This makes NFTs perfect for sports franchises. Franchises can create what are essentially fan club tokens to drive fan engagement and raise money at the same time. And a major deal just occurred that illustrates this perfectly.
Those who like international football – or soccer here in the U.S. – will recognize the name Lionel Messi. Messi has long been considered one of the best footballers in the world.
Messi spent most of his career playing for Futbol Club Barcelona. He also served as a captain on the Argentinian national team.
But Messi just made a dramatic change that was heartbreaking for many… and exciting for others. He moved to the Paris-Saint Germain (PSG) Football Club. This was a huge deal in the sports world.
And here’s what’s most interesting about this – Messi is taking part of his compensation in the form of NFTs. The PSG club issued its own NFTs, essentially a cryptocurrency, and Messi received a portion of his two-year, $47 million compensation package in PSG tokens.
These PSG tokens were created by a company called Socios using the Chiliz blockchain. This is an emerging blockchain focused entirely on tokenization.
We don’t know exactly how much of his compensation Messi received in NFTs, but apparently it was a meaningful chunk. That tells us that Messi believes in the technology as well as how passionate the fans are. And I’m sure he will get a lot of recognition for doing this.
To me, using NFTs to create fan clubs is a perfect application. Sports fans are very passionate, and NFTs give them a way to invest and participate in their favorite teams. As interest in the team picks up, the NFT should rise in price.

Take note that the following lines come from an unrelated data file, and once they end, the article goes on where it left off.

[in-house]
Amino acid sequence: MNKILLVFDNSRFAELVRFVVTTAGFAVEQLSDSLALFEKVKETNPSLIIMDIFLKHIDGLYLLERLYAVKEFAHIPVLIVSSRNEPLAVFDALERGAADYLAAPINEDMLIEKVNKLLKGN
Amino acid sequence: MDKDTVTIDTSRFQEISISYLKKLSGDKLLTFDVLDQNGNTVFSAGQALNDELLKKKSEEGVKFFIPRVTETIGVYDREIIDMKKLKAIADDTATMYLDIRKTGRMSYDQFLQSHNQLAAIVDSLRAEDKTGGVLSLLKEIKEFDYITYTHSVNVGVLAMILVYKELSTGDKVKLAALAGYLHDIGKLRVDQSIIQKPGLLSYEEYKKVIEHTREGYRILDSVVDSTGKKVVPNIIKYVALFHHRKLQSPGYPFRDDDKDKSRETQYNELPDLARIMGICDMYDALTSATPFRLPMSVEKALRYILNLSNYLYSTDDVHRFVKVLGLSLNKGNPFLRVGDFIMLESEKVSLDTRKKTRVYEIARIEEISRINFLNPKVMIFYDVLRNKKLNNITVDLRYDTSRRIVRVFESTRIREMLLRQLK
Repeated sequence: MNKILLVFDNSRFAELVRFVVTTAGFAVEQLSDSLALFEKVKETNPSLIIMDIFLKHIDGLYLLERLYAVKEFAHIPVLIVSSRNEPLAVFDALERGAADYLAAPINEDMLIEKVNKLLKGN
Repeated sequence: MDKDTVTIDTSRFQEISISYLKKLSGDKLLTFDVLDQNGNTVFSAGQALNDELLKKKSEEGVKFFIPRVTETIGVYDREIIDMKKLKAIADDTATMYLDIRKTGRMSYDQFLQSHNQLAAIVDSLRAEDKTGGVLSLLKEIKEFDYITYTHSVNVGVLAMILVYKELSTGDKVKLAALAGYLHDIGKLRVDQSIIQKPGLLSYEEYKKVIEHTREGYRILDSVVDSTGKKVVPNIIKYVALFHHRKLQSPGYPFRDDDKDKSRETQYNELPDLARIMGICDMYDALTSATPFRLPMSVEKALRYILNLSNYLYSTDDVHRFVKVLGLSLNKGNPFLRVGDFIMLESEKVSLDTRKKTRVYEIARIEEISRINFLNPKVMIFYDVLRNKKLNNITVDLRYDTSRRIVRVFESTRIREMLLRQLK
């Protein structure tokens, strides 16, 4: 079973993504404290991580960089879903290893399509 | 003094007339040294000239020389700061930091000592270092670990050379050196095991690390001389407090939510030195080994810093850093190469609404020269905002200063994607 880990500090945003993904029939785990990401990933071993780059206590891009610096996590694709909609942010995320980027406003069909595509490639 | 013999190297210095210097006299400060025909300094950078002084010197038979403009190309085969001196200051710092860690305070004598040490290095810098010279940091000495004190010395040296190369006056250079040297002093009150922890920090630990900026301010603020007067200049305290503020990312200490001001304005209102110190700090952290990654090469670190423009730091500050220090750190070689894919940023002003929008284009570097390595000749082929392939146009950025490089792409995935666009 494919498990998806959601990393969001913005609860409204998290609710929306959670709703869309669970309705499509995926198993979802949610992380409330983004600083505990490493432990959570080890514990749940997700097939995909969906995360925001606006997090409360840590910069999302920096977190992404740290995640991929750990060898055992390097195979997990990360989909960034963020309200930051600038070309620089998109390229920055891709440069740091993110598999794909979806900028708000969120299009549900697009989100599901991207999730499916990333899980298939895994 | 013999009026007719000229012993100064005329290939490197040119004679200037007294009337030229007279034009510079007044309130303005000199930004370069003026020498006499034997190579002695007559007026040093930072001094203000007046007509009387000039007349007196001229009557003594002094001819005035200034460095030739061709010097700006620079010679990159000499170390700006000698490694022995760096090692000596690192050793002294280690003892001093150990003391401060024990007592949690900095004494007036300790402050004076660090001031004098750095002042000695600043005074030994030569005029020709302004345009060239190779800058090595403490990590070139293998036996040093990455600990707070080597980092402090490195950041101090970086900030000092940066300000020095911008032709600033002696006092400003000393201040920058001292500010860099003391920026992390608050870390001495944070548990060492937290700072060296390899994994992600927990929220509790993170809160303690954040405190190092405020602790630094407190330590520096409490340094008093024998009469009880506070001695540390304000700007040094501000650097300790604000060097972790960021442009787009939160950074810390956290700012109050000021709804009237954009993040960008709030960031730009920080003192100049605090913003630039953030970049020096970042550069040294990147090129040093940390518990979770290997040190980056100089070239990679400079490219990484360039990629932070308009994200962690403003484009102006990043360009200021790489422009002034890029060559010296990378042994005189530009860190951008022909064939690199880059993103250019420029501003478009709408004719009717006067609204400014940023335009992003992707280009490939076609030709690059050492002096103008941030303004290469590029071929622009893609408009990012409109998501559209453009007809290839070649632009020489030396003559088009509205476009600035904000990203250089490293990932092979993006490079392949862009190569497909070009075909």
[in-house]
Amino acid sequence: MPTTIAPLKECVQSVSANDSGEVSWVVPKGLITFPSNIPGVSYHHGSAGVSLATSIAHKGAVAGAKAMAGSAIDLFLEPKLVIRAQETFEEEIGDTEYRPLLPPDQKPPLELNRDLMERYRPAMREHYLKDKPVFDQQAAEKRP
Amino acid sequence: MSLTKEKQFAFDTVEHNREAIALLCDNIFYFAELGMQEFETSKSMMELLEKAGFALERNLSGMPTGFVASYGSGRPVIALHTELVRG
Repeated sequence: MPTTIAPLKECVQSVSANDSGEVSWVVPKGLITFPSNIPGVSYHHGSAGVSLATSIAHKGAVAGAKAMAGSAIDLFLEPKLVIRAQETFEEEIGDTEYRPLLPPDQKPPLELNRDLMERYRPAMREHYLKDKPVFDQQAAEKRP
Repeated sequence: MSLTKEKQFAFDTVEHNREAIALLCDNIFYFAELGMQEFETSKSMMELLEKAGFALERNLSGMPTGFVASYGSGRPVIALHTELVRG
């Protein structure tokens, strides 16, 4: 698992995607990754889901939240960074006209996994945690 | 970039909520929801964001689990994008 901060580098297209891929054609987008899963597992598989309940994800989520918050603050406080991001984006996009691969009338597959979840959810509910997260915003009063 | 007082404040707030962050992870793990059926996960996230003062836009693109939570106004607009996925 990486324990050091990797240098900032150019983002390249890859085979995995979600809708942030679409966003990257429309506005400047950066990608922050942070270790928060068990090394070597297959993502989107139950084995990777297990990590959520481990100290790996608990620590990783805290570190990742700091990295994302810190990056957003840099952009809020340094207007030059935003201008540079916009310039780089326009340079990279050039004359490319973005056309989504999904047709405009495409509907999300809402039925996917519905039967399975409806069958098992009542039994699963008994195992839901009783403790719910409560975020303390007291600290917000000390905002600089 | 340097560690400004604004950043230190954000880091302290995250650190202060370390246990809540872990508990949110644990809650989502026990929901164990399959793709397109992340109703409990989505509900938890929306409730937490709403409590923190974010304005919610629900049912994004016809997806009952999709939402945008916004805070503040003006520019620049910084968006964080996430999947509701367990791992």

Plus, there are non-financial benefits that can be conferred to a team’s NFT holders. That creates a social aspect to this.
For example, NFT holders could be invited to do a Zoom call with key members of the team. Top NFT holders could even be invited to a private event where they can meet their favorite players. And teams could send out signed jerseys and other memorabilia to NFT holders as well.
This is a great way to drive fan engagement that is far more exciting and interactive than email and social media posts. NFTs can make fans feel like a key part of the team.
And NFTs can even be used to confer voting rights to fans. For example, PSG could empower its NFT-holding fans to influence or decide on matters related to the football club. Perhaps a new club logo or uniform design? They can also be used to make fans eligible for promotions.
This is possible because NFTs are powered by smart contract technology. These are contracts that execute automatically once the agreed-on conditions are met. This will enable teams to automate many aspects of fan interaction, saving time and manual labor.
So I am bullish on NFT applications like this. I think the NFTs of top sports teams or even individual athletes will do extremely well, as will the digital assets powering the underlying blockchain platforms like Chiliz.
If readers would like to learn more about investing in the NFT trend, I recently put together a presentation with more details. Simply go right here to check it out.
Taco Bell is going high tech…
I never thought we would talk about Taco Bell here in The Bleeding Edge. I certainly had my fair share of Taco Bell when I was younger, but I hadn’t thought much about the restaurant chain until I saw this:
Taco Bell “Defy” Restaurant
Source: Taco Bell
This is a rendering of a Taco Bell “Defy” restaurant that will open in Brooklyn Park, Minnesota, next year. It looks pretty futuristic, doesn’t it?
This is a “digital-only” restaurant. There are four drive-through lanes for customers, but that’s it. There’s no seating area. The area above the lanes is the kitchen.
Three of the four lanes are for customers who order food ahead of time using the Taco Bell app. Those customers simply drive up to grab their pre-ordered food and scan barcodes on their phones. Then their orders are delivered to them, and they drive off.